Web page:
Gee, apparently I’m Donald Trump, because I also say that both sides were at fault for the violence in Charlottesville, because that is undeniably so. It is disturbing if not surprising to see the Times wholeheartedly adopt the latest unethical false narrative of the Left, which is that the antifa thugs who engaged the white nationalists engaged in good violence, so it is somehow endorsing white supremacy to point out the fact that if they had just allowed the legal demonstration to take place, there may have been no violence at all.
The President also said that tearing down statues was unwise, and I agree with that, too.
I’m just an ethics blogger though, speaking to mostly intelligent people who are capable, most of them, of seeing the nuance and ethical conflicts that arise in such controversies. The President is not articulate or careful enough to be sufficiently clear on such matters, and he also knows that he has a large, biased, hostile news media exemplified by the Times that is going to represent whatever he says as inadequate or worse. Thus he shouldn’t have said anything after his obligatory denunciation of racism. It was foolish. He obviously can’t stop himself.
3. The irresponsible political posturing and virtue-signaling by Hollywood celebrities these days isn’t even worthy of an Ethics Dunce post, but a special place in Ethics Hell should be reserved for Jennifer Lawrence, who called on her millions of fans—I was once such a fan, as the actress is spectacularly versatile, lovely, charismatic and talented, but after this I will no longer watch her work, no matter how excellent it is—to identify marchers on the bad violent side in Charlottesville and get them shamed, shunned and fired.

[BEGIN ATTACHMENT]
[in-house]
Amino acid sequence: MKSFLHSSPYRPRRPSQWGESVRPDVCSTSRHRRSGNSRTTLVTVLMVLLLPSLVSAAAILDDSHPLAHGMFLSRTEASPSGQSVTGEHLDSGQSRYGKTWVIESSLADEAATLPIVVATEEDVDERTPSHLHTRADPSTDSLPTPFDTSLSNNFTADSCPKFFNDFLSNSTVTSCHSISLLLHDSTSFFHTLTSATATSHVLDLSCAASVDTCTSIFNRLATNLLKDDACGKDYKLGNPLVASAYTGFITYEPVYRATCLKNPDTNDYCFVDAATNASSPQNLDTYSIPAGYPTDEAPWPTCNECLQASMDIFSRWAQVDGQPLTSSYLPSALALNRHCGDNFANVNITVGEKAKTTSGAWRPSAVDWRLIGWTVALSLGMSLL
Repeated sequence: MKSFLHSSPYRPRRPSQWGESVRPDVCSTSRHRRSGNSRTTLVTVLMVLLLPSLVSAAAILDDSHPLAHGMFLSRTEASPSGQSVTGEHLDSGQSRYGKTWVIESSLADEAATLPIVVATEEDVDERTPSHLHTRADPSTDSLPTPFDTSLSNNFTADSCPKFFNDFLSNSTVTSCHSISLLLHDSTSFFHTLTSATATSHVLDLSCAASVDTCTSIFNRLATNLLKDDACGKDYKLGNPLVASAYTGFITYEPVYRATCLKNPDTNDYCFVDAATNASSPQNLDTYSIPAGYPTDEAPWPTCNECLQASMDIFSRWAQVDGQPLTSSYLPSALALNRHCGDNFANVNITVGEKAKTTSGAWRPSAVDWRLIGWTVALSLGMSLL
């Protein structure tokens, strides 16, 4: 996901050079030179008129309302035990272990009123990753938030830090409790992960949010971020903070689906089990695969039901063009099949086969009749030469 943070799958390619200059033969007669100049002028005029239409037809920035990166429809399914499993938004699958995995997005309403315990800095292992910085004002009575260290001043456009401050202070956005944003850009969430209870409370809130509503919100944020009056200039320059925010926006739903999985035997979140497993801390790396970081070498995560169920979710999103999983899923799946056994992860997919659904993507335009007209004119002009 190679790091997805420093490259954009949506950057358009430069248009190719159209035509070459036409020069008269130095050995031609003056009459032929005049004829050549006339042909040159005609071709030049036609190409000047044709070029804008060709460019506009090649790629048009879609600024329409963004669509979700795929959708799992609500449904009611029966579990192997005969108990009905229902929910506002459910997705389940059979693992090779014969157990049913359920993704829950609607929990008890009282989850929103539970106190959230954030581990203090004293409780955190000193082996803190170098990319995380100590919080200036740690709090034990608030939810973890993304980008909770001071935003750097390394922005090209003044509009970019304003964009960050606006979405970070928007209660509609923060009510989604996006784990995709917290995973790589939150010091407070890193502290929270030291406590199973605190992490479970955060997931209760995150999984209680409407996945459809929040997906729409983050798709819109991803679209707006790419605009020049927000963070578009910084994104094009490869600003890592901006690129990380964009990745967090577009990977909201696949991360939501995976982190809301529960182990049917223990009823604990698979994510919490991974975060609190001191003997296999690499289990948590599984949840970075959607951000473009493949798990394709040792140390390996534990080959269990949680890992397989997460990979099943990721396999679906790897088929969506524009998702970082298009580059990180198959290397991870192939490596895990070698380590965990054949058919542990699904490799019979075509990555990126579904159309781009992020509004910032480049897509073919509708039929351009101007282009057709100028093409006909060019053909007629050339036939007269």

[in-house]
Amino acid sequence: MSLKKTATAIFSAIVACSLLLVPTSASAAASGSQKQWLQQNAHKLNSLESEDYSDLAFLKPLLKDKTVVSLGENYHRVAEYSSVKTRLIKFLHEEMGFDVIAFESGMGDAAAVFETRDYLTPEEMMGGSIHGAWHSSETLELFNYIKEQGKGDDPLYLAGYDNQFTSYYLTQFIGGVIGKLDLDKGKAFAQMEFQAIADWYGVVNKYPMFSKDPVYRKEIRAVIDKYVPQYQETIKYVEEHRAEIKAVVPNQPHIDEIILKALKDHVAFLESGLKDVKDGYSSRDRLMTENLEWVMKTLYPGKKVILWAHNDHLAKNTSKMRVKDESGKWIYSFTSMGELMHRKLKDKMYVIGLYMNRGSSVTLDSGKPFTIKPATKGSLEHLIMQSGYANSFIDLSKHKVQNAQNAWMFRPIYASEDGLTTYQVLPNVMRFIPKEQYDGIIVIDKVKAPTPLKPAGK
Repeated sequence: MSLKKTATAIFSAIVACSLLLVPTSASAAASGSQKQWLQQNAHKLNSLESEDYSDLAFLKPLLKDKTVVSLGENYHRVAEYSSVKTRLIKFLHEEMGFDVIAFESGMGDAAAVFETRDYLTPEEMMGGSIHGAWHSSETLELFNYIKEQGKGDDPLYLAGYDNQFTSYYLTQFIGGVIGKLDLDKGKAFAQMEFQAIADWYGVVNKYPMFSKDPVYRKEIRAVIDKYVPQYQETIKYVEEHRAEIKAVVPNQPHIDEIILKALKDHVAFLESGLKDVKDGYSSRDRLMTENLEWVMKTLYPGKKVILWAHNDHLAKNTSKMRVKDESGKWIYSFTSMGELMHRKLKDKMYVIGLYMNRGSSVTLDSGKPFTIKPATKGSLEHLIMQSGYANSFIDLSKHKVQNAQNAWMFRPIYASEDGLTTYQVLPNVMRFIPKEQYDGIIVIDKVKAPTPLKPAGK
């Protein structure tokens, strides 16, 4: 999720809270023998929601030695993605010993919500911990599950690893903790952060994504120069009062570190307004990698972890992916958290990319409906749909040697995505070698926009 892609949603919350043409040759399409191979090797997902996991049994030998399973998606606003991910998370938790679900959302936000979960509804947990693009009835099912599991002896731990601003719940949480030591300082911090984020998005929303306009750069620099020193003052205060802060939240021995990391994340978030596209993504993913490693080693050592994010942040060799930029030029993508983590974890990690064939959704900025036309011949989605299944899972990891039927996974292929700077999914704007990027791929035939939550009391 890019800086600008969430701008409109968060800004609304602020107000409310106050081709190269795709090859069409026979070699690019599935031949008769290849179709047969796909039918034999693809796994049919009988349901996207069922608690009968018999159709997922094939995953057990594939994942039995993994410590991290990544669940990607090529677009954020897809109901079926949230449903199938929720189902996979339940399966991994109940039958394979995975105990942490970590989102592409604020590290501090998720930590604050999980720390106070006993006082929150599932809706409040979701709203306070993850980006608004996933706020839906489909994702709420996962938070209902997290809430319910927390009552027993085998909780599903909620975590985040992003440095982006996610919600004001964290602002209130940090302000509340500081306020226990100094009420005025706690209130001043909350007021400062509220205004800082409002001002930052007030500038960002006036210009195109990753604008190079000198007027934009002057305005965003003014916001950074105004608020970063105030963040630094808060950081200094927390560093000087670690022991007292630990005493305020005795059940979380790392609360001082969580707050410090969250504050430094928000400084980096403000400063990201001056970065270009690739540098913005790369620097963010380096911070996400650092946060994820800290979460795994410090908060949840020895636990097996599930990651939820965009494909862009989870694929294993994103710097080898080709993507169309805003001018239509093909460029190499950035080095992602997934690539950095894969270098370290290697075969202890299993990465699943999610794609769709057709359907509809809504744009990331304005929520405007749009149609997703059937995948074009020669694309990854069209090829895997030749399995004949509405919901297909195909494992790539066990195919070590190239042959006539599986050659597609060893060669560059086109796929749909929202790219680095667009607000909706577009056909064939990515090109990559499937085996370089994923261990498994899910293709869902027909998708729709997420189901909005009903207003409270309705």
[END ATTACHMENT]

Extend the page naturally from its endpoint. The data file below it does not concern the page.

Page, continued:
A Twitter account called @YesYoureRacist has been working to follow Lawrence’s bidding by doxxing the citizens exercising their free speech rights.
“If you recognize any of the Nazis marching in #Charlottesville, send me their names/profiles and I’ll make them famous #GoodNightAltRight,” the account tweeted Saturday.
Among the account’s victims was a 20-year-old college student who was fired from his job at Top Dog, a restaurant in Berkeley, California. Yes, multi-millionaire Jennifer Lawrence is using her influence to get 20-year-olds fired from minimum wage jobs. She’s an arrogant, vicious and irresponsible bully, and she’s the one who should be shamed.
The President also said yesterday, “Not all of those people were neo-Nazis, believe me. Not all of those people were white supremacists by any stretch.” That is also probably correct. However, the apparent rule is that if you march with white nationalists, you must be a white nationalist, but if you march with hooded antifa thugs, you are just exercising your Constitutional rights.
No, actually, I don’t.